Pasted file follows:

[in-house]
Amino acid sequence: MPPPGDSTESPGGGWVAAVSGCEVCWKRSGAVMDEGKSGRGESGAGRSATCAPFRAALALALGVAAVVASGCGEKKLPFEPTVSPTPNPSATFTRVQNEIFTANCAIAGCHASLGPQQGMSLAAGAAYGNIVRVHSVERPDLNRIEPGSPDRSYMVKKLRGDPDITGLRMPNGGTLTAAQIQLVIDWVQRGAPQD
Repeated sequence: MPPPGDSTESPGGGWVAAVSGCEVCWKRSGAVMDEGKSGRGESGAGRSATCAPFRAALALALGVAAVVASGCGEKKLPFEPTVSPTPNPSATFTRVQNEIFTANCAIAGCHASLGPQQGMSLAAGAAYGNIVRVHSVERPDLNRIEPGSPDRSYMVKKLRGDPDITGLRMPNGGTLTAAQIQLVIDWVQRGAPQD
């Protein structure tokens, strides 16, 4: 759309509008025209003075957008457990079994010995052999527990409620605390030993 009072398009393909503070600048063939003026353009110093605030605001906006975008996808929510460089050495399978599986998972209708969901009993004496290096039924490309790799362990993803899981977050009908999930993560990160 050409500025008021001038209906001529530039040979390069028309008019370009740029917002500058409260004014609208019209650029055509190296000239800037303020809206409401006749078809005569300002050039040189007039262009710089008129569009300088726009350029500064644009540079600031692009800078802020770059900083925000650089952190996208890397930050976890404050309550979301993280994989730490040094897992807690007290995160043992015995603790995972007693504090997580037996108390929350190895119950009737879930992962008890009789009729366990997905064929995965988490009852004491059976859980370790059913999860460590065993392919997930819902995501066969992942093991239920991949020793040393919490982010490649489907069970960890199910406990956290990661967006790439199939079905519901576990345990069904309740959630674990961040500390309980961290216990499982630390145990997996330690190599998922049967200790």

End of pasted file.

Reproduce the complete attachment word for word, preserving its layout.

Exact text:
[in-house]
Amino acid sequence: MPPPGDSTESPGGGWVAAVSGCEVCWKRSGAVMDEGKSGRGESGAGRSATCAPFRAALALALGVAAVVASGCGEKKLPFEPTVSPTPNPSATFTRVQNEIFTANCAIAGCHASLGPQQGMSLAAGAAYGNIVRVHSVERPDLNRIEPGSPDRSYMVKKLRGDPDITGLRMPNGGTLTAAQIQLVIDWVQRGAPQD
Repeated sequence: MPPPGDSTESPGGGWVAAVSGCEVCWKRSGAVMDEGKSGRGESGAGRSATCAPFRAALALALGVAAVVASGCGEKKLPFEPTVSPTPNPSATFTRVQNEIFTANCAIAGCHASLGPQQGMSLAAGAAYGNIVRVHSVERPDLNRIEPGSPDRSYMVKKLRGDPDITGLRMPNGGTLTAAQIQLVIDWVQRGAPQD
């Protein structure tokens, strides 16, 4: 759309509008025209003075957008457990079994010995052999527990409620605390030993 009072398009393909503070600048063939003026353009110093605030605001906006975008996808929510460089050495399978599986998972209708969901009993004496290096039924490309790799362990993803899981977050009908999930993560990160 050409500025008021001038209906001529530039040979390069028309008019370009740029917002500058409260004014609208019209650029055509190296000239800037303020809206409401006749078809005569300002050039040189007039262009710089008129569009300088726009350029500064644009540079600031692009800078802020770059900083925000650089952190996208890397930050976890404050309550979301993280994989730490040094897992807690007290995160043992015995603790995972007693504090997580037996108390929350190895119950009737879930992962008890009789009729366990997905064929995965988490009852004491059976859980370790059913999860460590065993392919997930819902995501066969992942093991239920991949020793040393919490982010490649489907069970960890199910406990956290990661967006790439199939079905519901576990345990069904309740959630674990961040500390309980961290216990499982630390145990997996330690190599998922049967200790």